New addition

A couple of weeks ago I was in a local gun shop and casually asked the owner if he had a M&P Shield. Knowing they are hard to come by and if one is found, well your gonna pay. I about fell out when he said he had 5 in the last week but they all sold, did I want to be put on the list? I would be the at the top and the first to be called when one came in. Sure why not I replied. Not a week later the gun shop called me on the way home from work, they had a 40 cal. and wanted less than $500! I made an appointment to go in and fill out the paperwork . A few days later I brought this home.

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The sidearm came with 2 single stacked 6 and 7 round magazines.

DSCN0355I took this picture to show the difference between the M&P 9mm and the Shield 40 cal.

I haven’t had a chance to shoot the Shield yet but I expect the same performance as it’s big brother. Both sidearms look the same, break down the same, but feel different. The Shield is a single stack magazine and the grip is much thinner than its bigger brother. They other thing I noticed is the magazine release is not where I am used to, and it is generally just a smaller weapon. Granted I am not comparing a apples to apples and each sidearm is made to be carried differently.

So it will take some getting use to and I am anxious to shoot it. I’ll post a follow up when I do.

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The Bonus Army

I have a 126 mile a day (round-trip) commute to work and back. There are only so many radio or Pod casts you can listen to. So some days I listen to the noise of the car. So as my mind wandered I got to thinking about “what if’s”.  “What if’s” kind of fall along the lines of the “good idea fairy” One can “what if” for ever and still never cover all the scenarios or ever get anything done. But when one is stuck in a vehicle for 10 hours a week one has plenty of time to think.

So, as I was “what if-ing”, I was thinking about the latest large purchases that DHS has made lately. MRAP’s and a billion plus rounds of ammunition. My “what if” scenario was kind of along the lines of why does DHS need these things, what does the government know that I don’t, what are they expecting and what would cause the use of this hardware. That brought me back to my history readings. The Bonus Army. Well I’ll let you read about it yourself.

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But based on our history, and what DHS has sitting in storage yards around the country one has to stop and think for a moment. A few army officers who later went on to become some of the greatest generals we ever had where involved in this “action” not only against our own citizens but veterans. After The Bonus Army incident, a small law was enacted called the Posse Comitatus Act  This Act stopped the use of America’s Armed Forces to be used in a civilian riot or police action. What does a government do when it knows that it cannot call up the active duty forces to help quell a civil disturbance? You create a large paramilitary force that is deputized to do what your Army cannot with all the capabilities of a active force. At what point under the guise of keeping civil authority intact would the hounds be unleashed? Would these officers turn their weaponry on their fellow countrymen? History has already answered this question.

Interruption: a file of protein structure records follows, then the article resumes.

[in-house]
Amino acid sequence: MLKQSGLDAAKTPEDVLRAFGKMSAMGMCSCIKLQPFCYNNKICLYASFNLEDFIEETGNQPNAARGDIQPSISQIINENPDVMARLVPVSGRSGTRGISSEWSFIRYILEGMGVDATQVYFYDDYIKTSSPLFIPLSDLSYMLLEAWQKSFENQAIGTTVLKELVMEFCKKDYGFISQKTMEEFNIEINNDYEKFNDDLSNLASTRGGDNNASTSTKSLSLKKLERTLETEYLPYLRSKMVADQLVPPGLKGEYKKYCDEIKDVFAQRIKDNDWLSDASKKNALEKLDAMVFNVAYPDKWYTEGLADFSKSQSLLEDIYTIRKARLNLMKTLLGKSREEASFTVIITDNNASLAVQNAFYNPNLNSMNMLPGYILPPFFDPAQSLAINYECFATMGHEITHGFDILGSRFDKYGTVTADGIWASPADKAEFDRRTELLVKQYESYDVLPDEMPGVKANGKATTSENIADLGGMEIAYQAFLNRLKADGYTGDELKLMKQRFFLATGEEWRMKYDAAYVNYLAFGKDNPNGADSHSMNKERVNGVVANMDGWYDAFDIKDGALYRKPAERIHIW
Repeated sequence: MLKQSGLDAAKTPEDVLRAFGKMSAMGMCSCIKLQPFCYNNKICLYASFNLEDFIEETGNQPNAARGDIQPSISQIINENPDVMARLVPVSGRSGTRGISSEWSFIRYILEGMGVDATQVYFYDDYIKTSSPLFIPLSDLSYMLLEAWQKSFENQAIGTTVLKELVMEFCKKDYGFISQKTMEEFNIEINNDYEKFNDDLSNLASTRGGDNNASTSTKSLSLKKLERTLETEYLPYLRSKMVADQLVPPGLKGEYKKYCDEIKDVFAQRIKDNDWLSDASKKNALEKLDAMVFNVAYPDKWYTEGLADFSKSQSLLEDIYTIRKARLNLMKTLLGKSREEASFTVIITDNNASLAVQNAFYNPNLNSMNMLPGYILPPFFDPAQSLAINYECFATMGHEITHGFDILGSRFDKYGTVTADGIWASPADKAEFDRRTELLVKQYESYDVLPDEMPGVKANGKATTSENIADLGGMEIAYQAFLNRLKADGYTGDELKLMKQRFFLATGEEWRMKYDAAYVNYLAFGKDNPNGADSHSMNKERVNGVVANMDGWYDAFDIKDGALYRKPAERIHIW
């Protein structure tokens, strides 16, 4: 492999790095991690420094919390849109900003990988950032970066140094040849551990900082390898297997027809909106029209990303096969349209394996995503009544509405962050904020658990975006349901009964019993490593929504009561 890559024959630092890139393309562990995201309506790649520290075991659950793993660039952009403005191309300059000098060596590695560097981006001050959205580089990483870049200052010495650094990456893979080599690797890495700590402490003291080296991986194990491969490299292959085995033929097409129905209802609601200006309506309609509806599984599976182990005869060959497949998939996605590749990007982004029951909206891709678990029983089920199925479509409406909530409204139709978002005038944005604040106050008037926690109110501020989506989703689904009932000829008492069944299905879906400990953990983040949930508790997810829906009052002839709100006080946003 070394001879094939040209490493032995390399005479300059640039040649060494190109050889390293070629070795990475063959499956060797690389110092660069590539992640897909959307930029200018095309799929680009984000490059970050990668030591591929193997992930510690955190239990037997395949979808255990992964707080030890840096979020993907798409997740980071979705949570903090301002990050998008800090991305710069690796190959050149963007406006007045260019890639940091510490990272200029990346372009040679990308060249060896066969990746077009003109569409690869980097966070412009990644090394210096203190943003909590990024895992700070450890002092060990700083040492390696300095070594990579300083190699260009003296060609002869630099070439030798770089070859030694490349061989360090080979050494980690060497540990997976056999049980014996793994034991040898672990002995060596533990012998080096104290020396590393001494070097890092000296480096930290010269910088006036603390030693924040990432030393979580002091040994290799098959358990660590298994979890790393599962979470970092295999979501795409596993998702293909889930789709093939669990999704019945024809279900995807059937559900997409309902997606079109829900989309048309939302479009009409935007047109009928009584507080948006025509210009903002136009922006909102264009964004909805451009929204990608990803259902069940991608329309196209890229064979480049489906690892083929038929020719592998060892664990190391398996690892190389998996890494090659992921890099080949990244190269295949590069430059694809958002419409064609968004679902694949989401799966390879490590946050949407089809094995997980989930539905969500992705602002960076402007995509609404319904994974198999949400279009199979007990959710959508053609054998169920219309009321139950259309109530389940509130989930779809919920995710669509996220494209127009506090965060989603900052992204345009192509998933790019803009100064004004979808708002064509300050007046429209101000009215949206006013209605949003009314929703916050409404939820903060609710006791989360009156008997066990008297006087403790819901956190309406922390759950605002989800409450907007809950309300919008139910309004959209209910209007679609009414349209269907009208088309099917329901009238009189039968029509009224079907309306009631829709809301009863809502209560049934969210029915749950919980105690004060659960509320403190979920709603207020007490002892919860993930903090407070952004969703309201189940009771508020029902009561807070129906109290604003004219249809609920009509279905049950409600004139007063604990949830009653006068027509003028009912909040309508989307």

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I hate to use Katrina as an example, but in our life time that one event was a window into what a breakdown of civil authority looks like in this country during modern times. The LA Riots paled in comparison.

I have a friend that was working as a private security contractor in downtown New Orleans guarding a large hotel. Across the street from the hotel is the AT&T central office for all of Louisiana and a major portion of the south. It handles a very large portion of the telecom traffic and a high value target. “Johnny” as I’ll call him recounted that as he was out in front of the hotel late one night a 3 letter government agency police patrol came down the street and asked Johnny if things has been quiet, yes John replied, how about you? Yes the agent replied. After talking for a few more minutes, the agent told John that if any looters came along and a firefight ensued, it was OK for John to leave the bodies next to the curb until they could be picked up in a few days. He offered a phone number for John to call in the event he needed a body retrieval.

John told it as a funny story, but there is also the reality of the story that is just part of of our new normal.

 

Don’t worry, I have plenty more what if’s in my head to share later. Hope it isn’t to tin hat for you.

National ID

I ran across this article about a week ago, buried in the immigration bill is a little section implementing a national ID program. The article can be read here on CNN. What is pretty scary is the potential abuses of a nationalized ID system.  Imagine not being able to obtain a job, move from state to state freely. Crazy stuff.

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